This blog is about the adventures and misadventures of the sailing vessel Spalax 2, its captain and crew, as they make their way from Fiji to Australia, across the Indian Ocean to Africa, up the Red Sea to the Mediterranean and back to Slovenia.
I hope you’ll join me on one of the legs of the journey or follow me on the net by subscribing to this blog. Also check out my site and view some interesting videos and photos or purchase one of my books.
Covid-19 statistics for New Caledonia have been down to zero since early spring, so the New Caledonian government decided to reopen its borders on 1st November. Then, in mid-September, new cases of the virus spiked and the closure of borders was extended to the end of the year.
Rumors of my swallowing the anchor have been greatly exaggerated. The current Corona situation in New Caledonia simply means that my world circumnavigation project was put on hold until January. The good news is that, thanks to an intensive vaccination campaign, new cases of Covid-19 have been dropping rapidly and I should be able to resume my adventure early next year.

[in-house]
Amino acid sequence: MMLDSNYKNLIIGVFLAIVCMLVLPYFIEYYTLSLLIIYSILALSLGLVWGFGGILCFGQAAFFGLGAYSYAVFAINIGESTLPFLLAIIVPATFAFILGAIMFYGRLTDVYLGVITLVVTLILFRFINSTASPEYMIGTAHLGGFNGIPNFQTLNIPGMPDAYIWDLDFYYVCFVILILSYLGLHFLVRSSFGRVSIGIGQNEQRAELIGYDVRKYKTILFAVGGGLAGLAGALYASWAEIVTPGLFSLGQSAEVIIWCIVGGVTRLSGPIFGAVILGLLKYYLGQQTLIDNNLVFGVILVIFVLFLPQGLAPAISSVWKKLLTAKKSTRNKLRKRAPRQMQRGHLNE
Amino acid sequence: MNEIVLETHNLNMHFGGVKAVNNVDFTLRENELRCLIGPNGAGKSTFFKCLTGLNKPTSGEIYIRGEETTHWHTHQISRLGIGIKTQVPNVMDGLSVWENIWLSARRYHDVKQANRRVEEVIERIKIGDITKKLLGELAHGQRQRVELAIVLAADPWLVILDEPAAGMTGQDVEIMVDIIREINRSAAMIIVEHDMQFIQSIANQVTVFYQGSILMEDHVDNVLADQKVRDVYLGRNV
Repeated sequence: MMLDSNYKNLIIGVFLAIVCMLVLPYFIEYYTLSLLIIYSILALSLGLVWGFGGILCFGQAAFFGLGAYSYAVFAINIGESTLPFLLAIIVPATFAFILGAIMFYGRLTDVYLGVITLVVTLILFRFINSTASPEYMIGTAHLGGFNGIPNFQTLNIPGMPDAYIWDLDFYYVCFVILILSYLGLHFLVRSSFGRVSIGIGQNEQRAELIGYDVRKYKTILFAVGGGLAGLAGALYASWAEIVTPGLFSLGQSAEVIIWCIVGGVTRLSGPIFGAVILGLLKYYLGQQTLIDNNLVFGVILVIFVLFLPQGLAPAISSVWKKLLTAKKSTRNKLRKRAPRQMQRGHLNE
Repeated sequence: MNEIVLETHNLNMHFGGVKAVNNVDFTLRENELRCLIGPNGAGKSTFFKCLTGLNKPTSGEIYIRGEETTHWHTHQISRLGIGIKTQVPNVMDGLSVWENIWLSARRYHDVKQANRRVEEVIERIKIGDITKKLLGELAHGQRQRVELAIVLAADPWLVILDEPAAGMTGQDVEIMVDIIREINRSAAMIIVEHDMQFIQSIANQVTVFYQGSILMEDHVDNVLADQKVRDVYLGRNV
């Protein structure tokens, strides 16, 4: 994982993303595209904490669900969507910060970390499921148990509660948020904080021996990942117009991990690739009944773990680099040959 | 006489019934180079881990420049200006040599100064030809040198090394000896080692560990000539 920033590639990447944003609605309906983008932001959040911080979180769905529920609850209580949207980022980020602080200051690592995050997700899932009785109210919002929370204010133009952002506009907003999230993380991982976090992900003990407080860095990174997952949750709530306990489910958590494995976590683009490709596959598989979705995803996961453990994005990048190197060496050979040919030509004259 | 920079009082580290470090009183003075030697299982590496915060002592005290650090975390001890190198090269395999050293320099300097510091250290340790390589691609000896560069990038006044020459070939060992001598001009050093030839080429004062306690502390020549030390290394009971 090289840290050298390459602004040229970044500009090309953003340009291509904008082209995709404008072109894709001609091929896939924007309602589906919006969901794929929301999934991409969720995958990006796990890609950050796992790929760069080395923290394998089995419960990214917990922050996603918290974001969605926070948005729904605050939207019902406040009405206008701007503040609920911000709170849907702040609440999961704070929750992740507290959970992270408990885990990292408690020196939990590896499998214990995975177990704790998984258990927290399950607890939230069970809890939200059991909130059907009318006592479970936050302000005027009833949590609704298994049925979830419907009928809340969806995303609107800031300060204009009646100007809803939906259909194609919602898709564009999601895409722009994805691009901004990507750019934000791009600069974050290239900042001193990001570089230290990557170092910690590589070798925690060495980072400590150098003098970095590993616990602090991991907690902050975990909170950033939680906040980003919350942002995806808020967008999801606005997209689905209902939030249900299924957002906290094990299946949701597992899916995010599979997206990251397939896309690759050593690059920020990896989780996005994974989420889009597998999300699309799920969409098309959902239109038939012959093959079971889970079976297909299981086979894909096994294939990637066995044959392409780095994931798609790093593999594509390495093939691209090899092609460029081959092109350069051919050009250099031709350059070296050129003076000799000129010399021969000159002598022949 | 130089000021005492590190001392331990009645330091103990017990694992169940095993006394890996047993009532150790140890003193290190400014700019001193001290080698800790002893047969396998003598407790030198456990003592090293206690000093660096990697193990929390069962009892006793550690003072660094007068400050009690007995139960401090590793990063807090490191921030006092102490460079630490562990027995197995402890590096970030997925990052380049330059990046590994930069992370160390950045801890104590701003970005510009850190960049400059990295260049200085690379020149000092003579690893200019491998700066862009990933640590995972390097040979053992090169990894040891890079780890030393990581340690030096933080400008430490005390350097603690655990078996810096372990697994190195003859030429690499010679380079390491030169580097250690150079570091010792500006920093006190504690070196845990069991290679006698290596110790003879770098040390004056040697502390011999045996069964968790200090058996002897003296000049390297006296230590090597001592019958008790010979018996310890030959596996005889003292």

Spalax 2 is currently hibernating all alone in Numbo Bay near Noumea, patiently awaiting the return of her captain. Spalax 2 is a spacious Lagoon 400 catamaran, so you can join me in comfort on one of my adventures in Indonesia, Sri Lanka, Maldives, the Red Sea …
Spalax 2 is like a fine wine: It improves with age. Still, a lot of TLC is needed to achieve that refined patina and mellowness of a world-travelled, never-failing sailing vessel – the eternal vagabond of the seven oceans.
Its two Yanmar Diesel engines had taken a beating during the long days of voyaging across the Caribbean Sea and the Pacific Ocean, so they had to be completely overhauled, including the replacement of the two heat exchangers. It’ll cost me an arm and a leg and my left kidney, but hey, a passion for the sea is priceless.